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St Michaels Nursing Home

  • 600573
  • 68 Chermside Road, Ipswich


Also known as
Gwennap; St Michael's Nursing Home
State Heritage
Register status
Date entered
21 October 1992
Construction period
1874, St Michaels Nursing Home (1874c - 1874c)
Historical period
1870s–1890s Late 19th century


68 Chermside Road, Ipswich
Ipswich City Council
-27.61803096, 152.77113109


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Criterion AThe place is important in demonstrating the evolution or pattern of Queensland’s history.

Constructed in 1874, St Michael's Nursing Home reflects a period of affluent residential development in Ipswich when many of the town's business and industry leaders built substantial, grand residences in keeping with their financial success and the solidification of Ipswich as a an important commercial and industrial centre.

Criterion DThe place is important in demonstrating the principal characteristics of a particular class of cultural places.

It is architecturally significant as a substantial, well constructed home, unusual for its era in its being a two-storey dwelling set into a deeply excavated site.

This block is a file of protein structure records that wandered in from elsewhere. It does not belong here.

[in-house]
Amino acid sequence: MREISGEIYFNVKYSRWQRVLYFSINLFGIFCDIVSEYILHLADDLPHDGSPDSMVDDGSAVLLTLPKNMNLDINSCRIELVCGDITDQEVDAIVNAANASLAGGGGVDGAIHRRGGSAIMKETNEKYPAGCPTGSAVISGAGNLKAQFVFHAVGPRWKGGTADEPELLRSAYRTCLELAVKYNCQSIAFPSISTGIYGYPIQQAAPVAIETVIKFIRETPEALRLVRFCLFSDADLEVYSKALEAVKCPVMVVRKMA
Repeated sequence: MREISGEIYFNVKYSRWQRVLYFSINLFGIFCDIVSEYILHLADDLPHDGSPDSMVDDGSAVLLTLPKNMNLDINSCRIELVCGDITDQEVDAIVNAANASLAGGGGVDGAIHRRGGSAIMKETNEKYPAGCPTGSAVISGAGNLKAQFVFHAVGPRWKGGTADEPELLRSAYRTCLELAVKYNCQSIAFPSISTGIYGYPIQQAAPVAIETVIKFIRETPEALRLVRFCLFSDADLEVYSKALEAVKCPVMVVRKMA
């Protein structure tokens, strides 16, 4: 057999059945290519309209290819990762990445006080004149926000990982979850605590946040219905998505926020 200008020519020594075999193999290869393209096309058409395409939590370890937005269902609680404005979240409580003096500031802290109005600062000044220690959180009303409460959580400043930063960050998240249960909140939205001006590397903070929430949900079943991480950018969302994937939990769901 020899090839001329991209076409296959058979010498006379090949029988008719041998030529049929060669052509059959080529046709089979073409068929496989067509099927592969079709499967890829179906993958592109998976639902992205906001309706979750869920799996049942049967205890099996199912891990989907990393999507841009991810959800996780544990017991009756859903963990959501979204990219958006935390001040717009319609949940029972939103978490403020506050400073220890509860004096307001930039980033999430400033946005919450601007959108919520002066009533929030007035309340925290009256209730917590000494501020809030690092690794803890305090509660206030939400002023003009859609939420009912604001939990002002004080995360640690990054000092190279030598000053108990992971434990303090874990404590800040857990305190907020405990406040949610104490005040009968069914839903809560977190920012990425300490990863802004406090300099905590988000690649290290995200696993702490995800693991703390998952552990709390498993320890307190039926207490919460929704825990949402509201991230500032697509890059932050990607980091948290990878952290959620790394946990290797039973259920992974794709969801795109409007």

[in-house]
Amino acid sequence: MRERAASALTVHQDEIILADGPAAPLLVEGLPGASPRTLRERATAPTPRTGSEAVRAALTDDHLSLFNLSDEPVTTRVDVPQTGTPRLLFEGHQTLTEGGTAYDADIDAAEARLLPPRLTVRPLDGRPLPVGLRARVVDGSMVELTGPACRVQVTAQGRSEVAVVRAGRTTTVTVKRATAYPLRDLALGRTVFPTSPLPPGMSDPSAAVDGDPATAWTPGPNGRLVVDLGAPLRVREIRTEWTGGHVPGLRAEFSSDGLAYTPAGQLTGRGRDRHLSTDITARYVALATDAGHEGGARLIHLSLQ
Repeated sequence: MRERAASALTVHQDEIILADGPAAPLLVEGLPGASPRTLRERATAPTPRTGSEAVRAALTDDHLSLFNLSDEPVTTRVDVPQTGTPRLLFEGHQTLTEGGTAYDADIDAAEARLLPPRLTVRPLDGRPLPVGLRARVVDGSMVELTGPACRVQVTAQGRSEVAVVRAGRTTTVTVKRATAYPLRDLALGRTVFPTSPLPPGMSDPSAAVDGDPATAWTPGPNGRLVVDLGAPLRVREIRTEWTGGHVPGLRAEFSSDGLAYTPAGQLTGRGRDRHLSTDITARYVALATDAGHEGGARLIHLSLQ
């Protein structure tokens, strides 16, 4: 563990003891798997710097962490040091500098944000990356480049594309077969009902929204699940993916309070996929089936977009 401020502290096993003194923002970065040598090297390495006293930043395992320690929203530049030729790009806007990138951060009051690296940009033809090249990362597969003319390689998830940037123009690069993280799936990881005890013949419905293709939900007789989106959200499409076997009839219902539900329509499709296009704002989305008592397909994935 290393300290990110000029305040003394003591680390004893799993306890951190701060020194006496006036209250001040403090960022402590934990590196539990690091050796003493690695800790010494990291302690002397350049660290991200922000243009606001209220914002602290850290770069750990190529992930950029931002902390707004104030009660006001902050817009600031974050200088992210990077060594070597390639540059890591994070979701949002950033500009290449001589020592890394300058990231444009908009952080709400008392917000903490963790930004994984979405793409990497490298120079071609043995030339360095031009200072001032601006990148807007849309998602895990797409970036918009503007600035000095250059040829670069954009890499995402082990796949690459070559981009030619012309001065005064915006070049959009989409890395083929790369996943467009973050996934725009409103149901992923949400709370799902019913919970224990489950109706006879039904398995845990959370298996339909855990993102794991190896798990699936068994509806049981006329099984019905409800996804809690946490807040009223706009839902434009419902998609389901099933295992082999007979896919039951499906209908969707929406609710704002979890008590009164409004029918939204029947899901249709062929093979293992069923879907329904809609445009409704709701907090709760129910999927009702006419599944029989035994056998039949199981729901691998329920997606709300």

Criterion EThe place is important because of its aesthetic significance.

St Michael's Nursing Home is also aesthetically significant as one of a number of significant dwellings sited on Chermside Road - opposite Queen's Park, and further north in the Ipswich Girls Grammar School area - which collectively form an important streetscape.

Criterion HThe place has a special association with the life or work of a particular person, group or organisation of importance in Queensland’s history.

St Michael's Nursing Home is important for its association with the Hancock family of timber merchants, and the Tatham family who had previously owned "The Palms".


St Michaels, or "Gwennap", as it was originally known, was built for timber merchant Josias Hancock around 1874. At that time the area around Chermside Road Fiveways was a considerable distance from town, the only other families in the area being the Bullmore's of "Rockton" and the Shillitos.

The name "Gwennap" originates from Hancock's birthplace in Cornwall. At the age of 16 his family emigrated to Australia. They arrived in Sydney on 1 November 1856. Josias' father, Thomas, the elder brother of local builder William Hancock, moved to Queensland in 1864 and eventually established a pit-sawing business at Pine Mountain, later purchasing timber mills at Rosewood and Ipswich.

In 1874 Josias married Emily Trevaskes and built "Gwennap". It is possible that the house was built by his Uncle William Hancock. Late in the 19th century Josias left Ipswich to start his own business in Brisbane. Originally this was called Josias Hancock Timber Merchant, later Hancock and Sons and later again Hancock and Gore. His brother Thomas stayed in Ipswich and later became associated with the historic house "Fairy Knoll".